Tequila prices at the San Diego bar and restaurant can change every five minutes based on demand. If more people order one tequila brand, the price of another might drop. Software, created by Los Angeles-based The Drink Exchange, tracks what drinkers buy and flashes the changing prices of more than two dozen tequila brands on TV screens hung on the bar’s walls. On a recent night, a shot of Espolon Blanco tequila was $7.75 one minute and fell 50 cents to $7.25 a few minutes later. At the same time, another brand rose a dollar to $12 a shot.
The quick change in prices is known as dynamic pricing. It’s a strategy airlines have used for years, charging more for flights on summer weekends or ahead of Thanksgiving and other busy holidays. Cab hailing app Uber does it, too, raising fares when more people need a ride. Now other industries are doing it, including zoos, sports teams and producers of live shows, and even more will likely join them thanks to software that can crunch data and tell businesses when prices should go up or down. The software companies say they have seen rising demand for their services. The Drink Exchange, for example, is in more than 20 restaurants or bars.
“In the old days, dynamic pricing was thought of as a pricing technique used in fixed capacity industries such as airlines,” says Rafi Mohammed, a pricing strategist. “But the new thinking is dynamic pricing can be used in any industry where demand or supply fluctuates.”
That means you’ll likely pay more to visit a zoo, catch a ball game or watch a Broadway show on a Saturday, when everyone else wants to go. But it can also mean paying less if you go on a weekday. Businesses that use dynamic pricing say they make more money from those paying top dollar. The Blind Burro, for example, says that tequilas featured on its TV screens sell better than those not listed on the screens.
Besides more money, businesses say dynamic pricing has other benefits, such as controlling crowds.
The Indianapolis Zoo switched to dynamic pricing before opening its popular orangutan exhibit two years ago. Tickets used to cost about $17. Now they change daily online and can cost anywhere from $8 to $30. The zoo uses software from Indianapolis-based Digonex, which looks at several factors to determine ticket price. As more people buy tickets online for a certain day, the price ticks up. If poor weather is in the forecast, the price may not rise any further. Saturdays and Sundays tend to be the most expensive.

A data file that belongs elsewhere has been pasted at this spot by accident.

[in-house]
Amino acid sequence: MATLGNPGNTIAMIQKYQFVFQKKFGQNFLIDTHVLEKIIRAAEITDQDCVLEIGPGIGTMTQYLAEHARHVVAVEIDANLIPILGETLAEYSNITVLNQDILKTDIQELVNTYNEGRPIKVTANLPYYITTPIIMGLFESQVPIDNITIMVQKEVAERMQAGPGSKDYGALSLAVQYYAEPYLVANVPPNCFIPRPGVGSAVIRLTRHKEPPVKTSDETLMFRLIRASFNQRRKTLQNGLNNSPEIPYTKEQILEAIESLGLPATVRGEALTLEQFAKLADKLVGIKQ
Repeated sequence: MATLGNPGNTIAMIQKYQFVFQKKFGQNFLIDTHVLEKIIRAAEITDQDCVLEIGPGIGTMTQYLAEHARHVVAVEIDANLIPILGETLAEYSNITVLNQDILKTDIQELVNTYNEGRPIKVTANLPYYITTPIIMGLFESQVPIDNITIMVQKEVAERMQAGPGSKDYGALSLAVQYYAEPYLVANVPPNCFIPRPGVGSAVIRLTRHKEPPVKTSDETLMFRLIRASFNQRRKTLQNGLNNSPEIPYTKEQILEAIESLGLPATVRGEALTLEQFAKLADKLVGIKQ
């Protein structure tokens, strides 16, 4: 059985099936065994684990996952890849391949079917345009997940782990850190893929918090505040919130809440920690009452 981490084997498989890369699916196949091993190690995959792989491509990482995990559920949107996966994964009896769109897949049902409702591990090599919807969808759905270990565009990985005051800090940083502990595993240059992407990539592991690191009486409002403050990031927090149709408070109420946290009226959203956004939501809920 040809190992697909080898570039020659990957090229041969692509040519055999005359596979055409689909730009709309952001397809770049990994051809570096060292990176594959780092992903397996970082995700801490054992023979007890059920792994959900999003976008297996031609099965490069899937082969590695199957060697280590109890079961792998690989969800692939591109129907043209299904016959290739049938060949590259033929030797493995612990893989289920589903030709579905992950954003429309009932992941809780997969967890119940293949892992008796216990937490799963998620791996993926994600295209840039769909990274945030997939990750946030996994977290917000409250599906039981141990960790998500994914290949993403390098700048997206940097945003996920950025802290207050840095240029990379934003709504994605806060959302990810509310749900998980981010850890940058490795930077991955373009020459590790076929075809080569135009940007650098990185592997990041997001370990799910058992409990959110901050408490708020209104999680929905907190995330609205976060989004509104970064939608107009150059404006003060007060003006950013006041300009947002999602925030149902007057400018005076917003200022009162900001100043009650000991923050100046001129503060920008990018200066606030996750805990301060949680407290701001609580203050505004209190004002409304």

As a result, more visitors are coming to the zoo on weekdays instead of weekends, says Indianapolis Zoo CEO Michael Crowther. The zoo tells visitors to buy tickets online for the best deal. Those that show up without a ticket will have to pay a price set at midnight every day, which can be more than they would have paid online. Last year was the best year for the zoo financially, Crowther says. He declined to give numbers.
“We exceeded our expectations,” he says.
Icon Concerts, a live show promoter, says sales of a comedian’s shows are up 10 percent since the company began testing dynamic pricing a year ago. Tickets cost $1 or $2 more on Saturday nights than Friday, says Icon Concerts President Paul Meloche. That might not sound like much, but at a 10,000-seat arena, that means as much as $20,000 for the comedian’s pockets or to help pay for production costs.
Some big theme parks have switched to demand-based pricing this year.
At Universal Studios Hollywood, which is owned by cable and media company Comcast Corp., one-day tickets cost between $90 and $115 if they’re bought online. They’ll set you back $115 if you buy them at the gate.
The Walt Disney Co. has three different prices for one-day passes to its Florida and California theme parks based on how crowded the company expects the parks to be that day. Holidays and weekends tend to be the priciest. At Disneyland in Anaheim, California, tickets cost $95, $105 or $119.
Expect more businesses to do the same, says Mohammed, the pricing strategist and author of “The 1% Windfall: How Successful Companies Use Price to Profit and Grow.”
“If Disney, a very conservative, brand-conscious company,” is pricing this way, he says, “then any company can do it, too.”
That sounds like bad news for consumers. But they can benefit from less crowded theme parks, making the day more enjoyable, even if they have to pay more, says Mohammed. And there’s still a chance to get a deal, if you go on the right day.
“I think it’s good for the consumer because it provides choices,” he says.
Several sports teams, including the New York Mets and the San Francisco Giants, use dynamic pricing software to raise or lower prices depending on weather, game opponents and many other factors.
In New York, hit Broadway shows started using dynamic pricing about five years, says Ken Davenport, the theater producer behind “Kinky Boots,” ”Spring Awakening” and other shows.
Broadway fans can usually get a deal in January, February and September, says Davenport, who also writes about the industry on his blog TheProducersPerspective.com. Tickets are pricier in December and the summer months when more tourists make their way to New York.
Dynamic pricing helps deter scalpers, who buy several seats to resell for higher prices, he says.
“We weren’t benefiting from that extra money,” Davenport says.
Back at The Blind Burro, falling tequila prices didn’t tempt Lindsey Dekuiper. The stay-at-home mom visiting from Chicago stuck with one drink.
Still, she couldn’t keep her eyes off the changing prices.
“I should be paying more attention to my husband but I’ve been watching the screen,” she says, looking at her husband and laughing: “Sorry.”
AP Video Journalist Julie Watson in San Diego contributed to this report.